According to the invention, pole piece elements 16 and 17 are offset with respect to each other, and in the integral embodiment shown, the core element 14 is warped accordingly to reduce the width of the pole faces 28 and 29 to the dimension which can be considerably less than the breadth B. In practice, the pole pieces are offset to leave pole faces of smaller width (W' not shown) so that the spreading flux will leave a recorded track no wider than the desired width W. Further according to the invention, the flux may be confined to the dimensions W by the use of flux guiding conductor pieces more completely described hereinafter. The resultant magnetic track as recorded will be of the same width W. While an electromagnetic transducer according to the invention can readily be made in accordance with the showing in FIG. 1, more practical embodiments are described hereinafter. Preferably, an electromagnetic transducer according to the invention comprises at least two separate parts: a core and a pole shoe. The pole shoe is built up of at least two pole pieces separated by a gap spacer and also preferably comprises flux guiding pieces for confining the flux within the dimensions of the gap.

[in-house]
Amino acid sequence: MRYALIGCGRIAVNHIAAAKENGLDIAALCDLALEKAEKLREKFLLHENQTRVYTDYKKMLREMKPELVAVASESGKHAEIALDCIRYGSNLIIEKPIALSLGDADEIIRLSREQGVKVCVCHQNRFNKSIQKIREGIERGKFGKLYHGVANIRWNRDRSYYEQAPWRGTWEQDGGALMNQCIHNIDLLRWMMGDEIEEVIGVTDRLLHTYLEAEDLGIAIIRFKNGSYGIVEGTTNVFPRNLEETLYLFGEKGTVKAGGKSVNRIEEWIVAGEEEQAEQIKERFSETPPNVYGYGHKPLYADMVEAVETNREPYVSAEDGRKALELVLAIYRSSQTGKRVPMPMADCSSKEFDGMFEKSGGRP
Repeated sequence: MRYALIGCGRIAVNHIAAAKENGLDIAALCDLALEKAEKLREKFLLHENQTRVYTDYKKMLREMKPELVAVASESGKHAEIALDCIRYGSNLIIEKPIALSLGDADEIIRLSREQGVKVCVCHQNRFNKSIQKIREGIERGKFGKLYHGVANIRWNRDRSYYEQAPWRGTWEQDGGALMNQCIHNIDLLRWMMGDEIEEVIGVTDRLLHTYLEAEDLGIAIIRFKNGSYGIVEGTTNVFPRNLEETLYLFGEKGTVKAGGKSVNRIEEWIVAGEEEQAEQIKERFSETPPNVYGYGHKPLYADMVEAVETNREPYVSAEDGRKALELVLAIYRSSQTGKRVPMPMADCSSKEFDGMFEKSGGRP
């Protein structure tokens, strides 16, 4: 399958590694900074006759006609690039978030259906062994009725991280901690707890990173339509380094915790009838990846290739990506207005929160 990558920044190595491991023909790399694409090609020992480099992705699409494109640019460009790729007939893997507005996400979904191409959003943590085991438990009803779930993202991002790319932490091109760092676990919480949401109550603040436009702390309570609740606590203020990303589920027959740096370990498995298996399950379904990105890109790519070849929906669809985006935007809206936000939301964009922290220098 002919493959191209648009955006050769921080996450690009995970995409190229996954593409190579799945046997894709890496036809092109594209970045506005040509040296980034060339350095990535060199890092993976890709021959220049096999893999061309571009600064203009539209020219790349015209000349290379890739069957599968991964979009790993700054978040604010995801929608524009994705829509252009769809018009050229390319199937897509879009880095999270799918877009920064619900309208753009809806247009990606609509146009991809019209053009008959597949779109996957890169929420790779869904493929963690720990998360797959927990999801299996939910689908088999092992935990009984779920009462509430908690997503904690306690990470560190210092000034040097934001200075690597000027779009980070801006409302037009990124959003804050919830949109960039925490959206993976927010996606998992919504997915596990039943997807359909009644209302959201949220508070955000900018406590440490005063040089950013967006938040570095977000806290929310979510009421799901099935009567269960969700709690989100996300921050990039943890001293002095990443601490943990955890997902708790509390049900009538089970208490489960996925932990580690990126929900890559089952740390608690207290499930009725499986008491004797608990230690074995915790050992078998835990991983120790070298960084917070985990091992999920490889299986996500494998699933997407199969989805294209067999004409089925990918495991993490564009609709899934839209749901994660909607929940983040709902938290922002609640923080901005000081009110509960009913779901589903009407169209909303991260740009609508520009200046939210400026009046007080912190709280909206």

FIG. 2 illustrates an assembly of material at one step in the fabrication of an electromagnetic transducer according to the invention. Two bars 3 6 and 37 of cross-sectional dimensions of the desired poles pieces of magnetic material are cemented, as for example with epoxy cement, to similar bars 46 and 47 of non-magnetic material having a co-efiicient of expansion and other mechanical properties similar to those of the magnetic bars 36 and 37. The bars 36 and 46 are cemented together as snugly as possible as are the bars 37 and 47. The bars 36 and 37 may be of any of the well-known magnetic alloys used for this purpose, such as those known by the trademarks Hy-Mu 80, Alfenol, Sendust, or they maybe of ferrite. The bars 46 and 47 may be non-magnetic insulating material, such as a ceramic or other insulating material. Preferably, bars 46 and 47 are of conducting flux confining material such as copper, brass, aluminum, or the like. The two sub-assemblies 36-46 and 37-47 are then spaced apart and joined together by means of a non-magnetic gap filler 38. The gap spacing L is equal to the gap length of the desired electromagnetic transducer. A dimension of the order of fifty microinches is readily obtained for an electromagnetic transducer as described herein. The gap filler may be brass, copper, platinum, mica, silicon monoxide, glass, or other materials of known application. A suitable glass gap filler and joiner is described in US. Patent 3,024,318, issued to Simon Duinker and Jules Bos which also describes ferromagnetic materials. Precision lapping and alignment of the bars 36, 3-7, 46, 47 and the spacer 38 are required in fabrication of the assembly 50. These operations, of course, tend to increase the cost of manufacture to some extent, but the additional cost, however, is offset by precisely jigging long bars in one operation and next slicing the assembly 45 along the parting lines 49 to form a large number of blanks 50 approximately 20 milli-inches in depth D. This latter operation is not particularly precise in nature and, therefore, tends to reduce the overall expense.